Examining what it means to be human is a staple of more serious science fiction, but like most things that Claire Denis does, High Life‘s examination is slightly askew, purposely off-putting. This space drama has it all: chunky space suits, a wheezing space ship with brutalist furniture design, even a black hole. These things are just decoration for the drama going on in front of us, where a group of people – most of them former criminals, drug addicts, death row residents – live out in space under the impression that they’re taking part in a dangerous exploratory mission for the discovery of alternative energy. Instead, they become pawns for a mad scientist’s psychosexual fixations.
Robert Pattinson plays Monte, the last surviving member of the crew, wandering aimlessly through space. With him is Willow, a young baby girl that Pattinson chooses to raise all the while performing maintenance on the ship and trying to come up with ways to safety. Flashbacks show what led to his isolation, from the beginning of the space mission where a group of convicts were chosen to fly through space with Dr. Dibs (Juliette Binoche), an authority figure with unknown credentials who treats her passengers like guinea pigs for her dream to create a baby through artificial insemination. Dibs’ ship is filled with obstacles meant to create sexual frustration, and the passengers are often bribed with meds to take part in her experiments.
None of the passengers seem thrilled with Dibs’ behavior. Boyse (Mia Goth), an unhinged addict, is often hostile towards Dibs and her treatment of others. The male passengers, Ettore (Ewan Mitchell) and Tcherny (André Benjamin), don’t mind giving sperm samples, appreciating the release of tension, but Monte takes a principled vow of abstinence, rejecting Dibs’ advances and the lure of “The Box”. The Box – a shadowy, damp masturbation room – is one of many unsettling details in Dibs’ disconcerting reality. The passengers’ purpose and function often get blurred as their actual mission begins to meld with Dibs’ desires. These already unstable individuals are soon sent on a downward spiral that only Monte and Willow survive.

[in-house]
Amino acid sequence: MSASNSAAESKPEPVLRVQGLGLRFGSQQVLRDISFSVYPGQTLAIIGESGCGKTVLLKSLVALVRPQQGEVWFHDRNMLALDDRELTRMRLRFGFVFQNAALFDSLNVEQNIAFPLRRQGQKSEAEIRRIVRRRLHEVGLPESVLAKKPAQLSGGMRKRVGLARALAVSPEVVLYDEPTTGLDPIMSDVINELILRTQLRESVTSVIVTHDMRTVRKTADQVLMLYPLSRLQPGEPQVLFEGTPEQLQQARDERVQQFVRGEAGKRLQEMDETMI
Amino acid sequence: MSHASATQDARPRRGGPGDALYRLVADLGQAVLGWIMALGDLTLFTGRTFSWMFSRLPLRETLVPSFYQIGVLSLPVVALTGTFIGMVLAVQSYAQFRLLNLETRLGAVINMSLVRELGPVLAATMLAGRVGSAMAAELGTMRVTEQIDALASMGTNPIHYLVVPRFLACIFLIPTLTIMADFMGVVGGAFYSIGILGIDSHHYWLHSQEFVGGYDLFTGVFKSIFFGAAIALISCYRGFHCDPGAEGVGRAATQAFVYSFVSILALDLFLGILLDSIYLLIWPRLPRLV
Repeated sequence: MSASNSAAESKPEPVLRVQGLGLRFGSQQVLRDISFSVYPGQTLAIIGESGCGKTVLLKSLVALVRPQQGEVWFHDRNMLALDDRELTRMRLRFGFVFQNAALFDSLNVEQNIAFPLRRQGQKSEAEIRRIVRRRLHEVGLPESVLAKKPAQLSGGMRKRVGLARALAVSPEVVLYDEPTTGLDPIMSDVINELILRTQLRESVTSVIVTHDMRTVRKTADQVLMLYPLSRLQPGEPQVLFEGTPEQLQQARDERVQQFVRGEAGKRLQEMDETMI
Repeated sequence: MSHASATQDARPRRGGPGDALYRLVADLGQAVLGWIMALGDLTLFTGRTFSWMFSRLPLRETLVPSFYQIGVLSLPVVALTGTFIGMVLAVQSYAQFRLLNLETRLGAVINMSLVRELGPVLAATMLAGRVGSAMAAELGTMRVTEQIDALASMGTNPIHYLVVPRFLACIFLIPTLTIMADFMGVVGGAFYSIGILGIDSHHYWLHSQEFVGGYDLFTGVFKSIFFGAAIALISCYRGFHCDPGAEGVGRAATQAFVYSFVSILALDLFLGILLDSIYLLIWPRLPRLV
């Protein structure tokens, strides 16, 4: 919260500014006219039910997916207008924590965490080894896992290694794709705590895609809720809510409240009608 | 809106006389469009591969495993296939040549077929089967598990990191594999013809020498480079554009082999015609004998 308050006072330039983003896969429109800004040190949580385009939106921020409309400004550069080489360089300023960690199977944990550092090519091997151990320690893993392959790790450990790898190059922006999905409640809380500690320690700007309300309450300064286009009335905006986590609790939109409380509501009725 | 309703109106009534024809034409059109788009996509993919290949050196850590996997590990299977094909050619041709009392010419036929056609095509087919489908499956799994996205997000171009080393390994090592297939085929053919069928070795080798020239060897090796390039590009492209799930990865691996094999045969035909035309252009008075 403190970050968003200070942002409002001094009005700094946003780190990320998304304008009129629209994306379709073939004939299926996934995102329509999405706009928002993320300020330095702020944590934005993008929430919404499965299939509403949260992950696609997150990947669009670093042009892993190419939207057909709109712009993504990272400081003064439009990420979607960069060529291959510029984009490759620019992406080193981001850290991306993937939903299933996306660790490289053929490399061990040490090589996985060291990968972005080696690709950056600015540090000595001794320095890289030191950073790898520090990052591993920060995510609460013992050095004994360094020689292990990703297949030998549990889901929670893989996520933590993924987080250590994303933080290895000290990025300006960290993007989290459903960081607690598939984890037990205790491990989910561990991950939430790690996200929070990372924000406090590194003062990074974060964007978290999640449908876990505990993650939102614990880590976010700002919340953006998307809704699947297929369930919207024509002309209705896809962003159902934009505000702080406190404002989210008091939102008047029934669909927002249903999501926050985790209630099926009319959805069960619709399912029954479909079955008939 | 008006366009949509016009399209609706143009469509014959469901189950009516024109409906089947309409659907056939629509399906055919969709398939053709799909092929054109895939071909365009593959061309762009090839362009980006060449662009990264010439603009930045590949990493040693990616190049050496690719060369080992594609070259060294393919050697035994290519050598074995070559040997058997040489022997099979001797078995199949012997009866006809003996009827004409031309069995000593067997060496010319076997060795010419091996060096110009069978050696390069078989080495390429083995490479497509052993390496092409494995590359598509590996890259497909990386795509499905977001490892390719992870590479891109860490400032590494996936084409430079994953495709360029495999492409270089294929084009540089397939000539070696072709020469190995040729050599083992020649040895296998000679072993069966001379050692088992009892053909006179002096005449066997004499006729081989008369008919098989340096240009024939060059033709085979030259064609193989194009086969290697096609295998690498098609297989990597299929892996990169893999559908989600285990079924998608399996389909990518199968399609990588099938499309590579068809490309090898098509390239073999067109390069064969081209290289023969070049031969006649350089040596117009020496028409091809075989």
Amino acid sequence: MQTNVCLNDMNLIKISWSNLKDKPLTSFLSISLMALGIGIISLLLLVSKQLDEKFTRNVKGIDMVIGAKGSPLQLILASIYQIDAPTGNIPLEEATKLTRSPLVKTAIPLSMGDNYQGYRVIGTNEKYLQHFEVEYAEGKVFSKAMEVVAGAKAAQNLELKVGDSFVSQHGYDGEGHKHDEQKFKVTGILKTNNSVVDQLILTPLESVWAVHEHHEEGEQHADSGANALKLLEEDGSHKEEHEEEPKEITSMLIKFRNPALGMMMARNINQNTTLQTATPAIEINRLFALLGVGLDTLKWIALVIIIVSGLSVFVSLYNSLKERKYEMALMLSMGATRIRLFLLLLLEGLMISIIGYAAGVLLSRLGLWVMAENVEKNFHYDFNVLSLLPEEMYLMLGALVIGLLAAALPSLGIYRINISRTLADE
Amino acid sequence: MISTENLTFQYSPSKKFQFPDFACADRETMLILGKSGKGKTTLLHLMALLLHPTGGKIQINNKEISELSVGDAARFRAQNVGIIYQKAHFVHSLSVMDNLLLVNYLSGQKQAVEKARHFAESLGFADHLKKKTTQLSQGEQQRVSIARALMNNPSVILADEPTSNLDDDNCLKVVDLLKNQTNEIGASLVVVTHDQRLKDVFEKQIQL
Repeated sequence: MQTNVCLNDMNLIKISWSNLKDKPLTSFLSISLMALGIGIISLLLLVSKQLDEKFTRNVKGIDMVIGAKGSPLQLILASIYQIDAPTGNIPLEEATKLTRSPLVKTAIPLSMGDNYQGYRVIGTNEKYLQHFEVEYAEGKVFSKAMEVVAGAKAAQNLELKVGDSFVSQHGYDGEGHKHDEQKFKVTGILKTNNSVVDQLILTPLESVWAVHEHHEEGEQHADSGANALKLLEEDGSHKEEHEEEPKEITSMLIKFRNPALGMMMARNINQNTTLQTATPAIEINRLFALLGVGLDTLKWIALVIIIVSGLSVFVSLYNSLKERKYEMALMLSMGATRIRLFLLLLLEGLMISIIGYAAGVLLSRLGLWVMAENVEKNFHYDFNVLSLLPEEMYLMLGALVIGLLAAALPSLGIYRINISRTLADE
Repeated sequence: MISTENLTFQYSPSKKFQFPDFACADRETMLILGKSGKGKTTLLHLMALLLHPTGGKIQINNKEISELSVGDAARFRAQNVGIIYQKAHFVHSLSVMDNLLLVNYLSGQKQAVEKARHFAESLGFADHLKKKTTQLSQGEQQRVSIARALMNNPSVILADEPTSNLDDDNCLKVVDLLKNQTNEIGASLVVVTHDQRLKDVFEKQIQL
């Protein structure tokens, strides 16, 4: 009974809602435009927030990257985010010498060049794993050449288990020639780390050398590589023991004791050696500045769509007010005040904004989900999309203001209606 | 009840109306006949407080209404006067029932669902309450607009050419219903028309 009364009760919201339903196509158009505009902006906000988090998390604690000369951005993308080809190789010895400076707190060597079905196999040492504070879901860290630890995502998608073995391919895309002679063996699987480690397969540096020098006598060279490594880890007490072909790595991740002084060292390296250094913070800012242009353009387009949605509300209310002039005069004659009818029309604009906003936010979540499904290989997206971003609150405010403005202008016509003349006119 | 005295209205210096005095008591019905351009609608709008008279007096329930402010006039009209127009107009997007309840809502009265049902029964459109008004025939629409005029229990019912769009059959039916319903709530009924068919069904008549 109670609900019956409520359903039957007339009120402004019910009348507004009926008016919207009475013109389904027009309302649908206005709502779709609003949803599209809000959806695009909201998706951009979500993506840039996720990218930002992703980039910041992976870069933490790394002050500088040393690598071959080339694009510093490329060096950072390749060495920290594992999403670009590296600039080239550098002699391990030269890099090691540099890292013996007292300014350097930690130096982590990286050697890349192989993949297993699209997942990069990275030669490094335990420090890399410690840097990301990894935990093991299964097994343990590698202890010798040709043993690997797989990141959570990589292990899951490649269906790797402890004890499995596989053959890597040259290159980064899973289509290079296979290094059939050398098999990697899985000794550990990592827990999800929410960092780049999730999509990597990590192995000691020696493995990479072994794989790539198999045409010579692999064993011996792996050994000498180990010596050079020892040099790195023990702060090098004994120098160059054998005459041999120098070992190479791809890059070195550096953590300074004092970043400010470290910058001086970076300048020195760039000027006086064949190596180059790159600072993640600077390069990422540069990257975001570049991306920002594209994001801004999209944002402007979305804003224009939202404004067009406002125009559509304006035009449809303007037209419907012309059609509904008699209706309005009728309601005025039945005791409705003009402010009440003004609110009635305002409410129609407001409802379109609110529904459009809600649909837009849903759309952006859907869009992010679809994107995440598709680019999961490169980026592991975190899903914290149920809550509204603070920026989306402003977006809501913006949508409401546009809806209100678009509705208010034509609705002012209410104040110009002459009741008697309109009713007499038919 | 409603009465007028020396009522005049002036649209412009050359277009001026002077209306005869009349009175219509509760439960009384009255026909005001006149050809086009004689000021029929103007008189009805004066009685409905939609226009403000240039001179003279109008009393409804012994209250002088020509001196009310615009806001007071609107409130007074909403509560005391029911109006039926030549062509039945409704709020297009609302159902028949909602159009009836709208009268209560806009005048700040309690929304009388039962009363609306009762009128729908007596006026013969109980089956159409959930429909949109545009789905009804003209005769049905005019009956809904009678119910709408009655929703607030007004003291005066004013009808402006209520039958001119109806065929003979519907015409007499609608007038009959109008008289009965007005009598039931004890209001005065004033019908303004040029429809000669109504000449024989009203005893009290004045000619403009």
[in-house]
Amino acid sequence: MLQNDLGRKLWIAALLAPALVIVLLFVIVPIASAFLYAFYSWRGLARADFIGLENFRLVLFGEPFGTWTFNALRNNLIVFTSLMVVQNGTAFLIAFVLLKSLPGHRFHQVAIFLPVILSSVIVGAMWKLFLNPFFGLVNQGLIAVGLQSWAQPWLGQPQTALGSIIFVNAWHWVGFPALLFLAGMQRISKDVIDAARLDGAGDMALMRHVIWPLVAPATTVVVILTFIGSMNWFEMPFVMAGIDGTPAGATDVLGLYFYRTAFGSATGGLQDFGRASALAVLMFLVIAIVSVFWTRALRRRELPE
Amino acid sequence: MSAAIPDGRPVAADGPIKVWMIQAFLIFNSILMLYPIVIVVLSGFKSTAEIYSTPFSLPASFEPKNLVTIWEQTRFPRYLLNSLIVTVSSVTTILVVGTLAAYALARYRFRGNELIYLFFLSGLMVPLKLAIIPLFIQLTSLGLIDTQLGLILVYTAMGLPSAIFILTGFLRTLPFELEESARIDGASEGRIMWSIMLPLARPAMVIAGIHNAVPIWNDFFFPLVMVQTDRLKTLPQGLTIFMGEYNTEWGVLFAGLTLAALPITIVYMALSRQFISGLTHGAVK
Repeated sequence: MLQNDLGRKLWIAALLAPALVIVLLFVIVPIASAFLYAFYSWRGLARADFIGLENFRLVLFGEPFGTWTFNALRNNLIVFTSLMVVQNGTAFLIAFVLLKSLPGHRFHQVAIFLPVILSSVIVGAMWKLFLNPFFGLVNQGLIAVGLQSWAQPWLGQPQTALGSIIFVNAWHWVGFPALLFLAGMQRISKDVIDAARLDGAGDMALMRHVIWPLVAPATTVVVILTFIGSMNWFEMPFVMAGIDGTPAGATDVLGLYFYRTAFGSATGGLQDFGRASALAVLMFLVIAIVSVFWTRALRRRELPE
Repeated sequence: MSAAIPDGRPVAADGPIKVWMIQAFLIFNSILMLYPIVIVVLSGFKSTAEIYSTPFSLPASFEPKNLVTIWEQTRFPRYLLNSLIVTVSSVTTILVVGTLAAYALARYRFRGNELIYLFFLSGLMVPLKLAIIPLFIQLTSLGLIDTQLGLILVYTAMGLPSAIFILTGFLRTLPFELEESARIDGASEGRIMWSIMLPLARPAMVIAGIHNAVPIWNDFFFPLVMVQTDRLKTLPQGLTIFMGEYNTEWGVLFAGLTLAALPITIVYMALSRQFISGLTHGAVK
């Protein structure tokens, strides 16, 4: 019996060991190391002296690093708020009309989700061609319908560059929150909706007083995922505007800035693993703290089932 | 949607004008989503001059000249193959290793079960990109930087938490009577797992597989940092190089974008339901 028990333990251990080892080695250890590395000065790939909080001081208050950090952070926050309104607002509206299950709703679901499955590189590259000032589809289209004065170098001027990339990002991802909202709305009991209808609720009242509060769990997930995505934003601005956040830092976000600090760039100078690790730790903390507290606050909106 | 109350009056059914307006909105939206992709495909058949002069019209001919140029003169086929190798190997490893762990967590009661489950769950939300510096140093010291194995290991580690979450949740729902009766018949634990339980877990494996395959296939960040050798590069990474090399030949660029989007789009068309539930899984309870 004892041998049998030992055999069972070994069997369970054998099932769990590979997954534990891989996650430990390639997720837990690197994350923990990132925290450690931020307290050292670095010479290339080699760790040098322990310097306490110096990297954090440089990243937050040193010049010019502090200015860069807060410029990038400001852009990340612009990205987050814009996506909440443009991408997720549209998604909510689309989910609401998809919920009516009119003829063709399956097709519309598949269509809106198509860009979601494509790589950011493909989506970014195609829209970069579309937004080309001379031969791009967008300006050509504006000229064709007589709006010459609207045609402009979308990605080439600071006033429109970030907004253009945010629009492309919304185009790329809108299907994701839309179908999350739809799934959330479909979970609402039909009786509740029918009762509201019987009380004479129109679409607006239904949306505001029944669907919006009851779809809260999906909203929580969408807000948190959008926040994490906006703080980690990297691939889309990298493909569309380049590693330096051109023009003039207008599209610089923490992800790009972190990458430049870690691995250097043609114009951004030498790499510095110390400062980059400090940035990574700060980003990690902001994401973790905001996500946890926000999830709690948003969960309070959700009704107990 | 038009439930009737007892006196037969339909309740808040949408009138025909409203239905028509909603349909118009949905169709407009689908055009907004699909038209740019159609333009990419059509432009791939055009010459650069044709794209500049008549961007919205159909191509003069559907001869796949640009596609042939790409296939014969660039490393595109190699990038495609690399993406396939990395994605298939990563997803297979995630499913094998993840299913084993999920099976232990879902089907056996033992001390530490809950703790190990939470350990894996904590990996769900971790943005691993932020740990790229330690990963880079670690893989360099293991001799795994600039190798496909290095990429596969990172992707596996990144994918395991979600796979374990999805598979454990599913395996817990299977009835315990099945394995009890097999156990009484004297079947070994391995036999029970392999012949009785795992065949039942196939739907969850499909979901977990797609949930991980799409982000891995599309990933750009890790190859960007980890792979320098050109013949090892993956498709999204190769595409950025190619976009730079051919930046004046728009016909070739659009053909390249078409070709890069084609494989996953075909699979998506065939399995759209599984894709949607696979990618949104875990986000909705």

Great tragedies occur, often proceeded or followed by tremendous violence. What is achieved is hard to say, and what is meant to be achieved is even more unclear. Denis seems much more captivated by her characters and their oncoming mental breakdowns. Monte’s passive observations as his team begins to dwindle is often spliced with bursts of defensive force. He doesn’t seem interested in becoming violent unless provoked, but High Life is filled with characters aching to burst out against authorities and aimlessness. Dibs’ sexual manipulations are not enough to quell the boredom of life in space, and under the stress of their purposeless lives, their small society begins to destroy itself.
Right when High Life seems to be at its bleakest, Denis does something rather remarkable. This is not a grim meditation on the black heart of the human race, but actually a testament to the human spirit to overcome incredible trauma. Brilliantly cutting (editor, Guy Lecorne) Monte’s intimate, affectionate scenes with Willow with the horror of the flashbacks shows what grows out of Monte’s harrowing experiences. Pattinson’s transition from Twilight heartthrob to serious indie actor will probably never be complete, perhaps because he is always trying so hard, but this is probably the most impressive performance I have seen from him. The contrast between his scenes with the infant and his scenes with the inmates displays a range I wasn’t previously aware of.
Pattinson’s grave portrayal of Monte’s tense survivalism is often reflecting the much more evocative work of Binoche and Goth. Obvious adversaries, the actresses perform a dangerous battle of wills that makes up the more thrilling, suspenseful moments of the film. Binoche, who was in Denis’ previous film, Let The Sunshine In, plays Dr. Dibs as maniacal and desperate, not much more trustworthy than the criminals she’s watching over. Her Kurtz-like succumbing to her obsessions feels like a truly evil turn. “I know you think I’m a witch,” she states near the beginning of the film, which makes clear Denis’ objective for Dibs to play a more classical horror movie villain.
High Life has a lot of genres rubbing against each other, a disorienting amount of conflicting imagery. Its sexual content, explicit and unnerving, lays bare its characters’ desires and fears. It’s hard to think of a recent film that works so hard to make its audience uncomfortable. And yet, High Life still manages to achieve some real beauty. Yorick Le Saux’s cinematography toggles between the gray claustrophobia of the inside of the ship and endless majesty of the space that surrounds it, brilliantly complementing the film’s Jekyll and Hyde personality. Denis’ indulgence in her conflicting imagery disorients till the very end, leading to a conclusion that does little to answer questions but solidifies the film’s celestial beauty.
Directed by Claire Denis